Some anglers prefer tandem fishing for lead jigs, set at a distance of 10-15 cm from each other. Most often, bites occur on the lower jig, and the upper one mainly plays the role of an irritant and a weighting agent for the rig. Due to the fact that the lead jig is lighter, the dace takes it more boldly. This, of course, concerns mainly the lower jig, since the upper one is weighted down by the mass of the lower one. Using a tandem, they experiment with the color of the jig, for example, the top one is bright, and the bottom one is black or gray.
In this case, a nod serves as a bite signal on the fishing rod, and equipment is made on the fishing line according to the principle of a float (with an end or sliding sinker). The hook is used with a long shank No. 18. The color of the hook is selected depending on the color of the attachment. In order to make stepped wiring, you need to select an end sinker of such a mass that, if it is lightly detached from the ground, it would move forward along the stream for a certain distance, and then again lay down on the bottom. At the same time, the bait on the hook of the leash installed above the sinker behaves attractively on the current. Such oscillations of the bait from side to side with simultaneous movement forward attract all fish that are active in winter, including the dace. However, when catching a dace, you need to very quickly respond with a sweep to the slightest fluctuations in the nod when the lead stops.
Often two holes are drilled nearby to catch dace. In one, a fishing rod is permanently installed for passive fishing, and in the other one is caught with constant playing along with the bait.
Finding fish in fast water is very caloric. In this regard, the fish regularly shows appetite, which helps to collect the dace with a properly prepared bait. In winter, I prepare groundbait according to the summer principle, that is, I make balls from certain components, but such that they go into a large cone feeder. In this case, you will need balls no larger than a table tennis ball. If the flow is fast, the feeder must be heavier with a lead plate, otherwise it can be strongly deflected by the flow.
The balls of groundbait laid out on the bottom should slowly erode, otherwise the dace will quickly get full. Dace, even in winter, responds well to the plant components of the feed, so I include oatmeal, milk powder, egg powder, and bread crumbs in the mixture. Be sure to add feed bloodworm – up to 10-15% of the total bait. For fishing in a fast current, I weight the mixture with sand, gravel or sifted clay so that it fits more compactly. Adjust the viscosity with water. Depending on whether you are fishing in rapids or in areas with a slower flow, the bait should be made more or less viscous.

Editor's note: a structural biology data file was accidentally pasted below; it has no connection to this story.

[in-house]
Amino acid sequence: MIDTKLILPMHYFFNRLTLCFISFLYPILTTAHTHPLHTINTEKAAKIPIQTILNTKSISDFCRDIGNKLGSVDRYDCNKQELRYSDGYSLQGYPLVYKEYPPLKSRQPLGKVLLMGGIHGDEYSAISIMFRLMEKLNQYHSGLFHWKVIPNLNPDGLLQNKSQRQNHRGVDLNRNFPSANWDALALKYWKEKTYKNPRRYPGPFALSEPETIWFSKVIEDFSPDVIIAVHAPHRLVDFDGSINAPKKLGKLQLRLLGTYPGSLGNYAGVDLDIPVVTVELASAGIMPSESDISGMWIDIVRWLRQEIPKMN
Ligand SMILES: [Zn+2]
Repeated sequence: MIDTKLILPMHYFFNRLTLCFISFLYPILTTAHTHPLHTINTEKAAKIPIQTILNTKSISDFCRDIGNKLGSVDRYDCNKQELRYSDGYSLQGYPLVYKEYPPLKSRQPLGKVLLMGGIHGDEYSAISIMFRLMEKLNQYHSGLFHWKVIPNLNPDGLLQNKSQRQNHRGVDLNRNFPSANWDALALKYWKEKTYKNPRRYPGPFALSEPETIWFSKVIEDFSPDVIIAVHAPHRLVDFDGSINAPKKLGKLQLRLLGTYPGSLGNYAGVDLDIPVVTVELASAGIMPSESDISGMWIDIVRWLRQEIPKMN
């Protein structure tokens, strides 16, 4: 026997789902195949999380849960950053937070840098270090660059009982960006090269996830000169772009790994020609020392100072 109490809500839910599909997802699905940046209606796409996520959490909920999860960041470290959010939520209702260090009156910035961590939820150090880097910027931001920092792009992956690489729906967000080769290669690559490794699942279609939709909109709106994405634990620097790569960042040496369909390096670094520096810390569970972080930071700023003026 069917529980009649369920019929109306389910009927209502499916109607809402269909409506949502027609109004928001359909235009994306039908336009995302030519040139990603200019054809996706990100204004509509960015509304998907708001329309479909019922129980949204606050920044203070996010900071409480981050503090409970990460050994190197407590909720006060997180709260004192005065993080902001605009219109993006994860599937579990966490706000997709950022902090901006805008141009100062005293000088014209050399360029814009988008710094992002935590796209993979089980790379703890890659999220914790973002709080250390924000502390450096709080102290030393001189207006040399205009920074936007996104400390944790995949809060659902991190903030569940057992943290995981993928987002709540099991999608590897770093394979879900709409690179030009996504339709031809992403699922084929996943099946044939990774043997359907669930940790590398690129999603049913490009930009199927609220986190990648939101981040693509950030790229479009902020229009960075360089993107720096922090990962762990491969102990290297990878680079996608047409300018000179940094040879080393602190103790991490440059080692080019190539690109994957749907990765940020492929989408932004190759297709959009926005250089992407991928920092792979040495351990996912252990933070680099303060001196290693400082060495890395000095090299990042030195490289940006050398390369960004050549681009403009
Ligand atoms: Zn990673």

In frosty weather, a tent is set up over the hole.
Bloodworm is the main winter nozzle for dace. It should be pushed under the head so that the tail moves attractively under the influence of the current. A good addition to the bloodworm is the burdock moth larva. Because of its whitish-yellow color, it is clearly visible in the water and has many carp fish to taste. Another addition to bloodworms is a tiny piece of bacon. On such a “sandwich” they managed to catch a dace on the Oka and even on Pakhra. By the way, it happens that the combination of bloodworms with a small ball of styrofoam noticeably improves the bite.
On the Tarusa (a beautiful tributary of the Oka), as well as on other small forest rivers, it was possible to catch a dace with a piece of worm.
It is believed that maggots work poorly on dace in winter, but Kologriv and Kostroma fishermen on Unzha mainly catch dace for maggots – and quite successfully. Sometimes a “sandwich” of maggot and bloodworm is used.
Another good bait, especially for rivers flowing through wooded areas, is the caddis flies. It is important that after baiting, the larva retains an attractive appearance for a longer time; the fish may not pay attention to frayed caddis flies. In winter, I collect caddis flies in non-freezing areas of forest streams with a sandy or sandy-rocky bottom. This larva looks like a grayish white worm. He has three pairs of legs near his head. The house looks like a protective case. Caddis flies glue it together with saliva from various bottom debris (microbranches, bark, pebbles, etc.). To bait on the hook, the larva is carefully pulled out of the house without damaging it. Store the caddis flies in an inner pocket in a box lined with moss.
Time to catch and bite
According to my observations, in February the best bite of the dace is observed in the morning hours and in the evening. The dace takes the nozzle quickly, but immediately sensing something was wrong, he usually immediately throws it away, so the main thing is not to miss the moment of hooking. Constant control of the slightest movement of the nod and the ability to hook in time make fishing gambling. The bite can be expressed in a short slope of the nod or in its slight rise. When playing, the dace behaves smartly. If you find a catchy place, you can observe frequent bites even without bait. On dace rivers, catch holes can bring up to two to three dozen fish. But still, this fishing attracts not so much with trophies, as with the opportunity to experiment with different rigs, lures and baits. In addition, I mainly go to small picturesque rivers for dace, and this is also an aesthetic pleasure.